• Advance the state of the art and apply ML in areas like natural language understanding (NLU) and user understanding to address the unique challenges in the Indian context (e.g. code mixing in Search, diversity of languages, dialects and accents in Assistant) .
  • Enhance overall capabilities (e.g. ability of the Assistant to handle conversations requiring a combination of knowledge, reasoning and personalization), do better user modeling and to improve fraud detection in GPay.

Team focus summaries

Advertising sciences

The next billion users (NBU) present a unique set of challenges to the search and the advertising business. We aim to solve the research challenges around NBU ads first and extend these solutions broadly to the FBU market as well.

Key technical areas

  • Machine Learning
  • Natural Language Processing
  • Predictive Modeling

Group members

  • Aravindan Raghuveer, Engineering Manager (Team Lead)
  • Abhirut Gupta, Research Software Engineer
  • Anand Brahmbhatt, Pre-doctoral Researcher
  • Anirban Laha, Research Software Engineer
  • Kushal Chauhan, Research Software Engineer
  • Navodita Sharma, Research Software Engineer
  • Preksha Nema, Research Scientist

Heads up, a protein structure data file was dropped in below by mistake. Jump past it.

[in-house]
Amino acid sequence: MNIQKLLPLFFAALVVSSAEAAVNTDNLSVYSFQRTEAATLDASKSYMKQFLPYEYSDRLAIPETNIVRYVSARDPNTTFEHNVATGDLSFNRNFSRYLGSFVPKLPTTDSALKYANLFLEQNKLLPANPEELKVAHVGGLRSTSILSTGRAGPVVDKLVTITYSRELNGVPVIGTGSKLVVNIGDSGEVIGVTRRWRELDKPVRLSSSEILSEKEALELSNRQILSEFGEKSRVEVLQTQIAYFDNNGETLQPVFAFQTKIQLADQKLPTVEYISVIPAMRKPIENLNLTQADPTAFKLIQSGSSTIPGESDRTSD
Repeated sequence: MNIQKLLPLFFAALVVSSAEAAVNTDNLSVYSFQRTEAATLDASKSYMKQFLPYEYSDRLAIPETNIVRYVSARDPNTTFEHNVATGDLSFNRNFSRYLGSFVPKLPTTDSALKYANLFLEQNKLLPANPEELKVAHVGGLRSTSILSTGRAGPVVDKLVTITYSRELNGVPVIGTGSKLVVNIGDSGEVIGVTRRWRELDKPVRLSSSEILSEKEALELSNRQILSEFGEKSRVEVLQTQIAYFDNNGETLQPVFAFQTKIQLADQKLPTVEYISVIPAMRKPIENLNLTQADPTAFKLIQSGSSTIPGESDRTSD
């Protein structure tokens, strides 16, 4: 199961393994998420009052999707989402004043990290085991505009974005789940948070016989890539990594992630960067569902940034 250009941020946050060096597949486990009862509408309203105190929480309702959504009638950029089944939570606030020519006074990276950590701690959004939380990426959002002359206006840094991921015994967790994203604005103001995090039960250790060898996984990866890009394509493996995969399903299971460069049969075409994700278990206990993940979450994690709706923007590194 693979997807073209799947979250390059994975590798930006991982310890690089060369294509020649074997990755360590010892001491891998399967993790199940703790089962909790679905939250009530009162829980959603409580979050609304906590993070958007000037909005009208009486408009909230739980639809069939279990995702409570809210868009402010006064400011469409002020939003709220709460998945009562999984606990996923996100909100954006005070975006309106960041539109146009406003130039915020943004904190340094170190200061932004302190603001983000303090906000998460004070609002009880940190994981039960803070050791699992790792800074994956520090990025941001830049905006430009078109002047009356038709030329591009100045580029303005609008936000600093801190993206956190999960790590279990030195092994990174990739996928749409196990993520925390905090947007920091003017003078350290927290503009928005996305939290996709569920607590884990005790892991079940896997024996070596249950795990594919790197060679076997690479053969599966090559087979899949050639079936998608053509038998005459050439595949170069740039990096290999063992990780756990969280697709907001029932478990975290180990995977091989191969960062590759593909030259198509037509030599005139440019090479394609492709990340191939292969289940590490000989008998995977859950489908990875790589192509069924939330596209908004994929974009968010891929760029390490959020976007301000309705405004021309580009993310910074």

• Rishi Saket, Research Scientist
  • Shreyas Havaldar, Pre-doctoral Researcher
  • Sneha Mondal, Research Software Engineer
  • Soumya Sharma, Pre-doctoral Researcher
  • Yukti Makhija, Pre-doctoral Researcher

Cognitive modeling and machine learning (CogML)

We build expressive, robust machine learning systems, drawing functional and algorithmic inspiration from human cognition. We are also working to develop a deeper understanding of human cognition, with applications in ML systems design, user modeling, and personalisation.

Key technical areas

  • Multi-task and continual learning
  • Meta-learning
  • Neuro-symbolic architectures
  • Interpretability & attribution
  • User modeling & personalization
  • Computational cognitive modeling

Group members

  • Pradeep Shenoy, Research Scientist (Team Lead)
  • Jeevesh Juneja, Pre-doctoral Researcher
  • Nishant Jain, Pre-doctoral Researcher
  • Rishabh Tiwari, Pre-doctoral Researcher
  • Shubham Mittal, Pre-doctoral Researcher